Export your Twitter Followers to text and MSSQL Database

I would like a better Idea of who is joining and who is leaving my twitter feed.  The apps I have found are just short of horrendous.

Note: Thjs works for me based on the twitter feeds that I follow and follow me.  There is a holy grail expression that says all lines not starting with @, however I am having difficulty getting this to work in Notepad++.  Even after this, there are still about 5 lines I have to clean up.  This is a dirty way to do it, and hopefully Ill find a better way as I go.

In the meantime, until an app that actually works is released, below is the process I take to clean up the list.  I use notepad++ for this.  Note that the search functionality has three types, all that are used.  If you select the wrong type it will error out or give unexpected results.

This is something I am doing on the fly.  I may have typo’s or a not completely efficient system.  I do this at least once a week and will update this process as I go.

Note that items within the ‘ ‘ are the actual terms.  Do not include the ‘ in the actual field.

Note that when copying the terms from this page, do not inadvertently include the blank space prior to or after the ‘.  This will effect the results of RegEx expressions.

Copy paste follower list from twitter.com into notepad++.  Make sure to get the entire list.

Notepad++ (RegEx) Find all in current document ‘@.*’ .  Select and copy all results to New tab

(RegEx) Find/replace ‘.*:’ with null
(Extended)  Find ‘ ? ‘ Replace with \n \t

(RegEx) Find ‘ .*[^\r][\n] ‘ Replace with Null

(RegEx) Find ‘ \t ‘ Replace with Null

(Normal) search ‘Protected account’ and ‘Verified Account’  replace with null

For some cleanup.

(RegEx) Find ‘ \n[^@]([A-Z][a-z].*) ‘ Replace with Null

(RegEx) Find ‘ \n\s[^@]([A-Z][a-z].*) ‘ Replace with Null.

(RegEx) Find all in current document ‘ @ *. ‘ and copy to new doc.

(RegEx) Find ‘  .*:  ‘ and replace with Null.

Manual Cleanup

If you are planning on putting this into a database by turning it into an Importable CSV, I reccomend running the following on the results which should simply be a list of all of your followers starting with potentially a space or two and then the @ symbol:

  • (RegEx) Find ‘ ^ .* @ ‘ replace with ‘ <Date Format of your choice>, @ ‘ For instance I put the following in the replace field, ‘ 5-15-2013, @ ‘.

After running through this process you should have a clean import file.  Take a quick look through the file just to be certain.

Once I have verified it is clean I use Microsoft SQL Import utility to do a quick import of my csv file into a database.  I created a database named ‘Social’ with a table named ‘Twitter’.  The table has only two fields at the moment.

  • Date – datetime
  • User – varchar[50]

You can let the import utility create your table for you the first time you run it.  After selecting the imput file, be certain to change the name of the fields and the type of field under the advanced section.  The User field time is fine with the default.  Be sure though to change the Date field from the default varchar to Date.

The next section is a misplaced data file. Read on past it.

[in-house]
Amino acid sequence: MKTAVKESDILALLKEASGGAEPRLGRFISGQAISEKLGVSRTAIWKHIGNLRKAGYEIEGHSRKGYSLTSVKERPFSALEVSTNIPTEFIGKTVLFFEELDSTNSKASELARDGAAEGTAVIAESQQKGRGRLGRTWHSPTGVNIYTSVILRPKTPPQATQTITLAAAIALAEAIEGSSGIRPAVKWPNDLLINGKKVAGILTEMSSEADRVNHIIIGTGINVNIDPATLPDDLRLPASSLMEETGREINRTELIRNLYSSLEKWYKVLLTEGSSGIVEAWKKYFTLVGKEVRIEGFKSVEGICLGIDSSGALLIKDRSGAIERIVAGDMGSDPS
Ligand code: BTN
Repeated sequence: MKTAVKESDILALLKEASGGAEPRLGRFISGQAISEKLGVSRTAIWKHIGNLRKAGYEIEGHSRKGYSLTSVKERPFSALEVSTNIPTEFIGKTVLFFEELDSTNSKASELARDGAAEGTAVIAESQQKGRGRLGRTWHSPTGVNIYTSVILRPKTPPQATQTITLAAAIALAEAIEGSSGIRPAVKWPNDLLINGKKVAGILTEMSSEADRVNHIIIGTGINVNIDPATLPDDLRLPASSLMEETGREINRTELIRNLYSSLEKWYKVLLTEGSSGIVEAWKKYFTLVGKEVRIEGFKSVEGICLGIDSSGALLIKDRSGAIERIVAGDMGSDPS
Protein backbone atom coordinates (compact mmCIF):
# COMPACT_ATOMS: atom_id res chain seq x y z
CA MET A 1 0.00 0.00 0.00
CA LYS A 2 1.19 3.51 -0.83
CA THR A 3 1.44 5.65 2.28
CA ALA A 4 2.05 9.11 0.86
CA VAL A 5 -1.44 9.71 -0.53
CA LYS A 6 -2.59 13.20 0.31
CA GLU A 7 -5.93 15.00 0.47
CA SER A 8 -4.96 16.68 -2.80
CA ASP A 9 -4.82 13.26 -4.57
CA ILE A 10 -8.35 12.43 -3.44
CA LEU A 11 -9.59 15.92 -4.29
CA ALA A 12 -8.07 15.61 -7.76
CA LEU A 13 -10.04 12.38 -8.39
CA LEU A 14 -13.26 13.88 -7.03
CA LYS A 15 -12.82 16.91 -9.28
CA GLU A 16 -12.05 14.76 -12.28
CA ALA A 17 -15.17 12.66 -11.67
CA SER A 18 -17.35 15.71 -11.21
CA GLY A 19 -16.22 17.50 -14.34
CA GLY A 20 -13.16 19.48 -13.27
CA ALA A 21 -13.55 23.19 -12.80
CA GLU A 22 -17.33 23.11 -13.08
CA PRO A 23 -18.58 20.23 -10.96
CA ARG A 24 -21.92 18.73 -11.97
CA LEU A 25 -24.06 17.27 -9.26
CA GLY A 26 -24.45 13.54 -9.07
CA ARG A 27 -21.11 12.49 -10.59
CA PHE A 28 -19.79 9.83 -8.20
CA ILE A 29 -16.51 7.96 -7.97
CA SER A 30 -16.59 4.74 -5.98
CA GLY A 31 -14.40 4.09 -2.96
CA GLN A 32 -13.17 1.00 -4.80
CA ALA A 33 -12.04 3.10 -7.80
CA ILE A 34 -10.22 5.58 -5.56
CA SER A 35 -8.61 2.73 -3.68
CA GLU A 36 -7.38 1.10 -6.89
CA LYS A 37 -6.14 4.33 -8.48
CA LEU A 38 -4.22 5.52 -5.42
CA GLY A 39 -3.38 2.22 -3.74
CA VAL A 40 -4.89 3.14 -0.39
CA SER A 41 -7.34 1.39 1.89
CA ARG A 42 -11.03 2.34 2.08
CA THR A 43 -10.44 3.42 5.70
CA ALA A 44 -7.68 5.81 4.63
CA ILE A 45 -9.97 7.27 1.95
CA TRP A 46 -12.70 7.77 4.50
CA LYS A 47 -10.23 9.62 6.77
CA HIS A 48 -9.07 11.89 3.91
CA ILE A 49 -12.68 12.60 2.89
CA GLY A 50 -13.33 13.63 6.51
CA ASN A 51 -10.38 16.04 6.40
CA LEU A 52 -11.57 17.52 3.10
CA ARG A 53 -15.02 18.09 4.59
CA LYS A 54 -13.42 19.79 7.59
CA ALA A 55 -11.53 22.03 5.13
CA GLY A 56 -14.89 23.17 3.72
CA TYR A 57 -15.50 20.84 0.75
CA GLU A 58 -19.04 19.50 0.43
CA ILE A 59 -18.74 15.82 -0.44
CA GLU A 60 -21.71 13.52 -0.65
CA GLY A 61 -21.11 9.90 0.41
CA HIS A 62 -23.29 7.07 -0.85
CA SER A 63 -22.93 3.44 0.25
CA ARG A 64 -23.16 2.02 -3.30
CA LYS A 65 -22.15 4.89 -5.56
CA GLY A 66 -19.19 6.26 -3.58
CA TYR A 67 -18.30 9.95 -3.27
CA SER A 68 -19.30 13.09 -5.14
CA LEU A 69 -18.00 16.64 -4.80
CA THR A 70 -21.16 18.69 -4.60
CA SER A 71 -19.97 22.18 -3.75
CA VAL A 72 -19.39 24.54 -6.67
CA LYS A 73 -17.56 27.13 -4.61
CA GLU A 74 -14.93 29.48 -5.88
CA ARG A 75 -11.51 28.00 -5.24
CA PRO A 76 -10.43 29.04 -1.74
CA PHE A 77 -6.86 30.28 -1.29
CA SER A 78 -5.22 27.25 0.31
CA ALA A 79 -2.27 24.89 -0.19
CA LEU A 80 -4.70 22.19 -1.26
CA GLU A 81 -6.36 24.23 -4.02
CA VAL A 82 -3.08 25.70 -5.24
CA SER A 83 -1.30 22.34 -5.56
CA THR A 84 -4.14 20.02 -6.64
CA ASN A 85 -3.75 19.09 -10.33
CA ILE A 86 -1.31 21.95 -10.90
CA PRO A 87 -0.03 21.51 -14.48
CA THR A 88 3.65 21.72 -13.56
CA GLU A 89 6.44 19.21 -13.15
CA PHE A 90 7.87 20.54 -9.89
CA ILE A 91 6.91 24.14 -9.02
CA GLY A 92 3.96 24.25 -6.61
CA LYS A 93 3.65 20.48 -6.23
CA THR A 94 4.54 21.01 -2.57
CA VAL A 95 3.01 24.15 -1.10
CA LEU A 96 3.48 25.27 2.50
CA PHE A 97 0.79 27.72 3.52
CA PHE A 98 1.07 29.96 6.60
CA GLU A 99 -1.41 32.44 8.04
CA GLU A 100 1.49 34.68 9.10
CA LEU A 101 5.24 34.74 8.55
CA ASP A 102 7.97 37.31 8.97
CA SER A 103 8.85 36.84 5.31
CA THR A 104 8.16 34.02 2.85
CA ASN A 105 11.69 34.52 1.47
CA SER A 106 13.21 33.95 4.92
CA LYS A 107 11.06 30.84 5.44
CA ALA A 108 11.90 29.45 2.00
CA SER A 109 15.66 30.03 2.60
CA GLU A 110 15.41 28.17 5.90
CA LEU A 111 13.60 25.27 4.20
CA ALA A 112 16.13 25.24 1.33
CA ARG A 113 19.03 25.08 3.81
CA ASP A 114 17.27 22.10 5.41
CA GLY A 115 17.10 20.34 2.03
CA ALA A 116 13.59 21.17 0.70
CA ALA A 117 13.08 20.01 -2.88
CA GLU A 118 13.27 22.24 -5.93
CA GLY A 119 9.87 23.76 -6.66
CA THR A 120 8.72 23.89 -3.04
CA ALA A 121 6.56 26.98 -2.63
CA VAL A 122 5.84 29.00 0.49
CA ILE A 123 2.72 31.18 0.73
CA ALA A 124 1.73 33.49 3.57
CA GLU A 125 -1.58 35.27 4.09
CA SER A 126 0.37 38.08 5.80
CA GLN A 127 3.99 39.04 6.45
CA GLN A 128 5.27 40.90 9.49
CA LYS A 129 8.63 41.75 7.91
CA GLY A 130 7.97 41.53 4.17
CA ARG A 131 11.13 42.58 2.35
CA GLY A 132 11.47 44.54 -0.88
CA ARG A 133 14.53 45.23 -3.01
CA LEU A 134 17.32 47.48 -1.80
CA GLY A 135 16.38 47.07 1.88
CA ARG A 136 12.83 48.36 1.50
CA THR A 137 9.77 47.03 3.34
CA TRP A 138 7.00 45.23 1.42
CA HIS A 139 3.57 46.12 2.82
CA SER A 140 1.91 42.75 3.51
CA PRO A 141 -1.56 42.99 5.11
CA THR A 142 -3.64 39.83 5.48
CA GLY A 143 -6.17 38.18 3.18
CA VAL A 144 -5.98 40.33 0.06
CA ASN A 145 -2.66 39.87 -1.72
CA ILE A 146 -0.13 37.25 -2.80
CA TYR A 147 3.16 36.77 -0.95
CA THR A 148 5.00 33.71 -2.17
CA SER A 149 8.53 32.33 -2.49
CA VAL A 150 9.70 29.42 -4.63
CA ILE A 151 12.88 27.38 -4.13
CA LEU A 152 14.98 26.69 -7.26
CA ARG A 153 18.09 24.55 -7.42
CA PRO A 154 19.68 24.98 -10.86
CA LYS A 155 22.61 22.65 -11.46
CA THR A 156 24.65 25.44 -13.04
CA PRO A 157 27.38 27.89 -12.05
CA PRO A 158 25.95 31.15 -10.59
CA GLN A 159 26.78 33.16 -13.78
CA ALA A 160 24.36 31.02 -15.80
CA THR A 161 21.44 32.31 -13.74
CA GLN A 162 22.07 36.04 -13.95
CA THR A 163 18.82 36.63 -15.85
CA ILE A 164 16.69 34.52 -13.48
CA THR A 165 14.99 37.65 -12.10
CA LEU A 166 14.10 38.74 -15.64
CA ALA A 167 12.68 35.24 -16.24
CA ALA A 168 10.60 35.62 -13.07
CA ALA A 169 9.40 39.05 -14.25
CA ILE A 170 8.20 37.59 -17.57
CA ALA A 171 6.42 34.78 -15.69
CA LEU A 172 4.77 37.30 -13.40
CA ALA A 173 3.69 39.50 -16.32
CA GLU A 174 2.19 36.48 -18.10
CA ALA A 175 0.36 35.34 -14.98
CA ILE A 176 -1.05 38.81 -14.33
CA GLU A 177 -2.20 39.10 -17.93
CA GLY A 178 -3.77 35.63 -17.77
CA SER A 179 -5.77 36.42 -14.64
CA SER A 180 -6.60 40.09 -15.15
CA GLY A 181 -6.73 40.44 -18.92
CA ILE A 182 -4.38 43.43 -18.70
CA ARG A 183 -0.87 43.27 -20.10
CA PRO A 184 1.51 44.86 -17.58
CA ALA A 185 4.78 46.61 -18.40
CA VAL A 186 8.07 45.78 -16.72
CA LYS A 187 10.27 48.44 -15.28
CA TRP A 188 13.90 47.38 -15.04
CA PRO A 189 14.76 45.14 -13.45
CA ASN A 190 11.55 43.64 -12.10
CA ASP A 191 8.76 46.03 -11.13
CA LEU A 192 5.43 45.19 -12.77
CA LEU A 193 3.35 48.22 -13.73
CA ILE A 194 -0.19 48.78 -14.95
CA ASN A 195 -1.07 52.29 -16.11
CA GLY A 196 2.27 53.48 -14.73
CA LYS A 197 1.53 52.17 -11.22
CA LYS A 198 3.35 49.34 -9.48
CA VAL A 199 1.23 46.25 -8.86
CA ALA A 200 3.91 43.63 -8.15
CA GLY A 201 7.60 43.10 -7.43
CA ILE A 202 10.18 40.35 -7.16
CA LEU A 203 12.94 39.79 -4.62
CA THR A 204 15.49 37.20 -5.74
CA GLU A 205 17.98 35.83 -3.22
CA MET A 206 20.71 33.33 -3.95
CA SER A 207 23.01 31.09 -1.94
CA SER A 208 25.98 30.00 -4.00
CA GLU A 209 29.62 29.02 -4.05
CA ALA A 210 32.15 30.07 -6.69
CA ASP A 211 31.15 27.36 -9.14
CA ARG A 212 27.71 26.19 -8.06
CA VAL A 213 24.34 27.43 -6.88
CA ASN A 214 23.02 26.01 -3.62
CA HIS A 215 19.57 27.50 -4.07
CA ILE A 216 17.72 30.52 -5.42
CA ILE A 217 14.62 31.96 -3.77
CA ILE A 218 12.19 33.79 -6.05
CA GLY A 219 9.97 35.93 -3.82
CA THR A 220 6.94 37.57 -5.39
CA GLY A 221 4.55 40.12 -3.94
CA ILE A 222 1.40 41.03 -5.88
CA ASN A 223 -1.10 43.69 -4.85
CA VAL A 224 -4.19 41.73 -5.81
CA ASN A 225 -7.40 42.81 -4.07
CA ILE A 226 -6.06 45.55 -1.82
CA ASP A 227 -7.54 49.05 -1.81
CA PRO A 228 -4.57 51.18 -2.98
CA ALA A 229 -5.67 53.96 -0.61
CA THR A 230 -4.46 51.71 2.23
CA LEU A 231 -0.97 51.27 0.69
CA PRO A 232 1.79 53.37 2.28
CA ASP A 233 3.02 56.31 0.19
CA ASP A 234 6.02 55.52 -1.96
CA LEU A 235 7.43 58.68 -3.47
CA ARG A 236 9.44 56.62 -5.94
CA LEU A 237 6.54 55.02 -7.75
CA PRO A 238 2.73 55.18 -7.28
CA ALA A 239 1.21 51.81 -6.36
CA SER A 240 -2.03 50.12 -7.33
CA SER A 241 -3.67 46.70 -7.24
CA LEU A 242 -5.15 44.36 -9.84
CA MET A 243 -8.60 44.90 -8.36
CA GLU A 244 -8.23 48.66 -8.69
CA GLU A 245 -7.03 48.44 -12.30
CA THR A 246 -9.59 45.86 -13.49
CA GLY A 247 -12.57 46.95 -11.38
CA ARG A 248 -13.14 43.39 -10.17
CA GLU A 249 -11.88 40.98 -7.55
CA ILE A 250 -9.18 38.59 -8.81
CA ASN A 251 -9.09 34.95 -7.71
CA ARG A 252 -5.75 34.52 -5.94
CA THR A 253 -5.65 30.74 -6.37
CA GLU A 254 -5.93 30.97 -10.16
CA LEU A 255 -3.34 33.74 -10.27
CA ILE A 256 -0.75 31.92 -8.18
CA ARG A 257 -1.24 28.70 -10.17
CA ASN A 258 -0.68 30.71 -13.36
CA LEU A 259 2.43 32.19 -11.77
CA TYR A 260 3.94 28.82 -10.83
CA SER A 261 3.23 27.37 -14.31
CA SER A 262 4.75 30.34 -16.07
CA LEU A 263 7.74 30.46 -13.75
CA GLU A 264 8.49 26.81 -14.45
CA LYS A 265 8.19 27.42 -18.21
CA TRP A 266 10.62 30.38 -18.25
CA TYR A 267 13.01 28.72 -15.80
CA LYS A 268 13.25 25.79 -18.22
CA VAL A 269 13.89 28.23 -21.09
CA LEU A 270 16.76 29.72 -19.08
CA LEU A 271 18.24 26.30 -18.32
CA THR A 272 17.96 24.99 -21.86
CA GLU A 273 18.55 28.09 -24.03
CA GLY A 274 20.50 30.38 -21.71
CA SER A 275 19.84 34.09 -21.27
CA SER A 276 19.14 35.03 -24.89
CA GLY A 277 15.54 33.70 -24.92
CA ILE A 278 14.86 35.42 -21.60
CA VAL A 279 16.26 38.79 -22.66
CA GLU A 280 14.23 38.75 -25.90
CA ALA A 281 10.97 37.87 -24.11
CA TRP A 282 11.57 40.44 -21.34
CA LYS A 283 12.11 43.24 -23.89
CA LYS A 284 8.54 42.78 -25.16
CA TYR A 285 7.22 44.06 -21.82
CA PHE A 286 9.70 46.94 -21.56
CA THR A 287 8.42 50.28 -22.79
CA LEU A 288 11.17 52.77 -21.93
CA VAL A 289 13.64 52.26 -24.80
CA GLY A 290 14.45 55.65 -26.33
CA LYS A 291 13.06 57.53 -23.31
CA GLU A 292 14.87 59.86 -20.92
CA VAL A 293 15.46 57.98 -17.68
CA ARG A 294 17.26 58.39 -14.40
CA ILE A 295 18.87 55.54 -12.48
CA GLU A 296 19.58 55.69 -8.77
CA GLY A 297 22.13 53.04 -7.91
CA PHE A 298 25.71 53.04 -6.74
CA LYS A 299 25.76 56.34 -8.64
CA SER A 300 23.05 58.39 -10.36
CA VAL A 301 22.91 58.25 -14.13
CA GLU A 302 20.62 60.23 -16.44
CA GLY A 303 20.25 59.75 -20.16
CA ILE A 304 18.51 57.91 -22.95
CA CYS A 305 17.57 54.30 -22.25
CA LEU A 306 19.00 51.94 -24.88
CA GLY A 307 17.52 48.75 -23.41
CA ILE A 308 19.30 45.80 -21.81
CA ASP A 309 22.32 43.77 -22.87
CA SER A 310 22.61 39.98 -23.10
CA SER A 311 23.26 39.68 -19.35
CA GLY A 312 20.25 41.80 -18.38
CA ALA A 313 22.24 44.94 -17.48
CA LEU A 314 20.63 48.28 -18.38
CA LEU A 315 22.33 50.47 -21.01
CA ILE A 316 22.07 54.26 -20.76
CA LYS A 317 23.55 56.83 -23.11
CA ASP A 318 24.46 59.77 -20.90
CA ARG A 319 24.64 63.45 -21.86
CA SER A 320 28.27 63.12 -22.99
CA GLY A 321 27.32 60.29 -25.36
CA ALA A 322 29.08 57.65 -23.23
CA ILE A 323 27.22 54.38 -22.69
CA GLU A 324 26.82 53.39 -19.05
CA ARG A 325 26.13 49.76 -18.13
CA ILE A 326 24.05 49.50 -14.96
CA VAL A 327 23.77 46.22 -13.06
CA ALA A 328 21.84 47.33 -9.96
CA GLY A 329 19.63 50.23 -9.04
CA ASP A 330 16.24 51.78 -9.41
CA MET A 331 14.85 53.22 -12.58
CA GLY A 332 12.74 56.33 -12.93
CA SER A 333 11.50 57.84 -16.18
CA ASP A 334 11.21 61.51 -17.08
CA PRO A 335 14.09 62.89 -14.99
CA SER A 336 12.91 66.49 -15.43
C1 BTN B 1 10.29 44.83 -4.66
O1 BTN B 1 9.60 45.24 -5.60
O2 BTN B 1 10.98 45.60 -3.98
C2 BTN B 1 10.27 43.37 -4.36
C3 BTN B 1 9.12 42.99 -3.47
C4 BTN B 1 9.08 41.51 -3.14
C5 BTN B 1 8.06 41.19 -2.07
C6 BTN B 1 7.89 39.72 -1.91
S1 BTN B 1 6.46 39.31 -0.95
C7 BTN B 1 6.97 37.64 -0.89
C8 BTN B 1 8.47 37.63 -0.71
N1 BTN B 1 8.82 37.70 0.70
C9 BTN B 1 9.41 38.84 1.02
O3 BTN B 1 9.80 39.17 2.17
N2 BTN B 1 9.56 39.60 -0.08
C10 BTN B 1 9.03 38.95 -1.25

After configureing the input, be sure to name your table.

All subsequent times you run this, be sure to name your fields in a consistent manner and select the correct variable type.  When you get to the table selection field it will default to creating a new table.  Be certain to click on the table name and select the table you created in the first import.  By default, when you select an existing table, it should change the import type to append.  It doesn’t hurt to hit the ‘Edit Mappings’ button on this just to be certain.

So far, just because I wanted to see who left me, I wrote a quick and dirty query.  Ill create a more advanced view with appropriate parameters in an upcoming session.  For the time being, this is the query I use to see:

  • Who I lost

use <databasename>

select *
from Followers
where Date = ‘2013-05-13’
and [User] not in (select [user] from followers where Date = ‘2013-05-15’)

  • Who I gained

use <databasename>

select * 
from Followers
where Date = ‘2013-05-15’
and [User] not in (select [user] from followers where Date = ‘2013-05-13’)

The above queries allow you to compare Date 1 with Date 2.  This should be used only if you have two single dates to compare.  If like me, you want to know who left or who gained over a time period, these queries will help.

  • Who I lost

use <databasename>

select distinct([User])
from Followers
where Date between ‘2013-05-13’ and ‘2013-05-15’
and [User] not in (select [user] from followers where Date = ‘2013-05-16’)

  • Who I gained

use <databasename>

select distinct([User])
from Followers
where Date = ‘2013-05-16’
and [User] not in (select [user] from followers where Date between ‘2013-05-13’ and ‘2013-05-15’)

Basically the first query says, “Make a list of all unique items which have an associated date from date1 to date2.  Then make another list of users with a date from date2(+1 day).  Then show me a list of all users from the first list who do not have a corresponding entry in the second list.”  More simply, “If an entry exists in the between dates, but does not exist in the current date, then the follower has left.”

(If I can figure out the Not Operator in Notepad++, this should cover everything I am looking to do in one step .*[@].*  Ill look at this next time I do this.)


Micah Norman

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